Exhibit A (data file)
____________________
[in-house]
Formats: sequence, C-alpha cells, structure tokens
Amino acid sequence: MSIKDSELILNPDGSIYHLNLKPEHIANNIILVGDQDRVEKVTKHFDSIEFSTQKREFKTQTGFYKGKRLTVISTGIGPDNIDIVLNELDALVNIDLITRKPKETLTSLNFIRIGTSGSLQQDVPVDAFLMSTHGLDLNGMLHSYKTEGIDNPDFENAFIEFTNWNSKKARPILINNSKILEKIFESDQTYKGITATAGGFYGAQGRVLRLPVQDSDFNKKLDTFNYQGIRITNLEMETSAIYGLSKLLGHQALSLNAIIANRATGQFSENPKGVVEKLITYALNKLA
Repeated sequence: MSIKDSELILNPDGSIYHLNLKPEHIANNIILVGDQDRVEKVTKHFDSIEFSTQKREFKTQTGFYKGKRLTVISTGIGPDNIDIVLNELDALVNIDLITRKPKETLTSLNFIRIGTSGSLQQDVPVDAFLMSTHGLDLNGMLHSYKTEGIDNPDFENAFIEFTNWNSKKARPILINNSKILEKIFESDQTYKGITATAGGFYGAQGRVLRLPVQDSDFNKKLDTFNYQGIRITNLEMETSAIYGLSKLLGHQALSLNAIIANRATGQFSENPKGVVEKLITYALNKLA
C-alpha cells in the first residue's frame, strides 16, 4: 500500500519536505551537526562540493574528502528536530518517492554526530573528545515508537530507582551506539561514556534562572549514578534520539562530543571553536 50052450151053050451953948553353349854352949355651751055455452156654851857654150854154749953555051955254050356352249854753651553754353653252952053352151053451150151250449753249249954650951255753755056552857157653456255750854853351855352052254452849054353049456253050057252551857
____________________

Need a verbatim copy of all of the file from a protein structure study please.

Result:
[in-house]
Formats: sequence, C-alpha cells, structure tokens
Amino acid sequence: MSIKDSELILNPDGSIYHLNLKPEHIANNIILVGDQDRVEKVTKHFDSIEFSTQKREFKTQTGFYKGKRLTVISTGIGPDNIDIVLNELDALVNIDLITRKPKETLTSLNFIRIGTSGSLQQDVPVDAFLMSTHGLDLNGMLHSYKTEGIDNPDFENAFIEFTNWNSKKARPILINNSKILEKIFESDQTYKGITATAGGFYGAQGRVLRLPVQDSDFNKKLDTFNYQGIRITNLEMETSAIYGLSKLLGHQALSLNAIIANRATGQFSENPKGVVEKLITYALNKLA
Repeated sequence: MSIKDSELILNPDGSIYHLNLKPEHIANNIILVGDQDRVEKVTKHFDSIEFSTQKREFKTQTGFYKGKRLTVISTGIGPDNIDIVLNELDALVNIDLITRKPKETLTSLNFIRIGTSGSLQQDVPVDAFLMSTHGLDLNGMLHSYKTEGIDNPDFENAFIEFTNWNSKKARPILINNSKILEKIFESDQTYKGITATAGGFYGAQGRVLRLPVQDSDFNKKLDTFNYQGIRITNLEMETSAIYGLSKLLGHQALSLNAIIANRATGQFSENPKGVVEKLITYALNKLA
C-alpha cells in the first residue's frame, strides 16, 4: 500500500519536505551537526562540493574528502528536530518517492554526530573528545515508537530507582551506539561514556534562572549514578534520539562530543571553536 50052450151053050451953948553353349854352949355651751055455452156654851857654150854154749953555051955254050356352249854753651553754353653252952053352151053451150151250449753249249954650951255753755056552857157653456255750854853351855352052254452849054353049456253050057252551857